2015 ISAKOS Biennial Congress ePoster #1278
Hamstring Activity in the ACL Injured Patient: Injury Implications and Comparison to Quadriceps Activity
Rachel M. Frank, MD, Aurora, CO UNITED STATES
Hannah Lundberg, PhD, Chicago UNITED STATES
Robert Trombley, PhD, Chicago, IL UNITED STATES
Markus Wimmer, MD, Chicago, IL UNITED STATES
Charles A. Bush-Joseph, MD, Chicago, IL UNITED STATES
Bernard R. Bach, Jr., MD, Chicago, IL UNITED STATES
Nikhil N. Verma, MD, Chicago, IL UNITED STATES
Brian J. Cole, MD, MBA, Chicago, IL UNITED STATES
Rush University Medical Center, Chicago, IL, USA
FDA Status Not Applicable
Summary: In patients with acute ACL injury, there are significant differences in the timing and duration of quadriceps and hamstring muscle group activation in the injured compared to the contralateral leg.
Regaining terminal extension is paramount for successful outcomes following anterior cruciate ligament (ACL) reconstruction. While the lack of terminal knee extension following acute ACL injury is thought to be due to reflexive inhibition of the quadriceps, it is possible that hamstring spasm may also play a role. The purpose of this study was to investigate the potential causes of diminished knee extension following acute ACL injury using both surface electromyography (sEMG) as well as gait analysis.
Consecutive patients with an acute ACL tear underwent sEMG and gait analysis within 2 weeks of injury, prior to ACL reconstruction. Standard motion analysis techniques were used to obtain knee joint flexion angle and external knee joint moments during walking, using a twelve-camera optoelectronic system at 120Hz. Three normal gait trials were obtained for each subject at a self-selected walking speed, and sEMG data was collected simultaneously with gait data from four muscle groups: bicep femoris, semimembranosus/semitendinosus, rectus femoris, and vastus medialis. Paired t-tests were used to determine differences between the ACL deficient and contralateral limb in knee flexion angles, peak external knee joint moments, and total time that a muscle was activated (“on”) during the gait cycle. External knee moments were expressed as a percentage of body weight times height (%BW*Ht).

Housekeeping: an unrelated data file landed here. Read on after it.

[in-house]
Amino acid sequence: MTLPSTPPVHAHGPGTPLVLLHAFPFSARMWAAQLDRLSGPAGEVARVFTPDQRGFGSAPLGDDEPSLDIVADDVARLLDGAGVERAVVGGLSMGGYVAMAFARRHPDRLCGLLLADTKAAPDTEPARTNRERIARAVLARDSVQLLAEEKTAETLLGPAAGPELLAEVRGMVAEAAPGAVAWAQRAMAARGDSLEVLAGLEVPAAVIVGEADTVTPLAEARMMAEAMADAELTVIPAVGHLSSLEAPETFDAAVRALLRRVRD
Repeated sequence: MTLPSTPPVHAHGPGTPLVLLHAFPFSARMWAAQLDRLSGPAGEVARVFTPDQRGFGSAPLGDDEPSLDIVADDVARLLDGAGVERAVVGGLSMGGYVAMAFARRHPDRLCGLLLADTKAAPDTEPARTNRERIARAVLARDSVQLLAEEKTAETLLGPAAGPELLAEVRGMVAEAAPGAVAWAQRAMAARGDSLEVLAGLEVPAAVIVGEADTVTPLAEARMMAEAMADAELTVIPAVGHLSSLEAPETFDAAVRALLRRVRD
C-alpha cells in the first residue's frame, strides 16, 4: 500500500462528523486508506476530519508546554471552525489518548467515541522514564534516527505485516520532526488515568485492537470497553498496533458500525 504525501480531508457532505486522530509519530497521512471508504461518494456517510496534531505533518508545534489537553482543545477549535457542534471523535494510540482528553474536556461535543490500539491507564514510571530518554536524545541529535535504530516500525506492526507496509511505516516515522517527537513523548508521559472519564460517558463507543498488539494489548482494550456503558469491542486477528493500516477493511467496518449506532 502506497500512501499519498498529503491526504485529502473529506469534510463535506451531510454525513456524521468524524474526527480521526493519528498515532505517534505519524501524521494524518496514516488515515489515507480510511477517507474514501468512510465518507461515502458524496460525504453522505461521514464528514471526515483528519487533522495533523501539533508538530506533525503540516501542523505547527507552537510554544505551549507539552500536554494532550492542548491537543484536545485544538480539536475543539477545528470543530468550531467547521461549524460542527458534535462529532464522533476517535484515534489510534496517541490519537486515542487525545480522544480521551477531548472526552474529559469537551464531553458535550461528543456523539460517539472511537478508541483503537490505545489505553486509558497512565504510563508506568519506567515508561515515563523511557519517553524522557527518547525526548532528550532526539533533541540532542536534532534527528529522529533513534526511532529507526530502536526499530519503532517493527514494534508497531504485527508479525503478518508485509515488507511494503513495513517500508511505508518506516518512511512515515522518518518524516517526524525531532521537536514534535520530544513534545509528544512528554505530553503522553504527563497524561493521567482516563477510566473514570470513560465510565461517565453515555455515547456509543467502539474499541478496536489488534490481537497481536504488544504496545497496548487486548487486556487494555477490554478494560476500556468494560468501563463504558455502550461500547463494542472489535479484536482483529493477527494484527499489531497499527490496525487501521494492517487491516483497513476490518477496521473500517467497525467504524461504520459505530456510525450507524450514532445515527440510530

Ten patients with a mean age of 24±4 years were included at a mean 7.6 days between injury and analysis. Range of motion in the injured knee was significantly lower compared to the contralateral knee (50 vs 63°, P=0.004), respectively. Motion analysis showed a significant increase in minimum flexion angle at both heel strike (5.9 vs -2.0°, P=0.003) and midstance (14.1 vs 5.9°, P=0.001) in the injured leg compared to the contralateral leg, respectively. There was a significantly lower maximum external flexion moment during the first half of stance in the injured leg compared to the contralateral leg (2.6 vs 3.6 %BW*Ht, P=0.010). There was a significantly lower maximum external extension moment during midstance in the injured leg compared to the contralateral leg (-0.56 vs -2.03 %BW*Ht, P=0.012, Figure 1). The rectus femoris was "on" significantly longer during gait in the contralateral leg (54.8±49.1 vs 49.1±7.8%, P=0.034) than the injured leg.
In patients with acute ACL injury, there are significant differences in the timing and duration of activation of quadriceps and hamstring muscle groups in the injured compared to the contralateral leg. Notably, the ACL deficient limb does not reach as much extension as the contralateral limb, the sagittal plane flexion moment was reduced in the injured limb, and the rectus femoris was “on” for shorter periods during the gait cycle in the injured limb.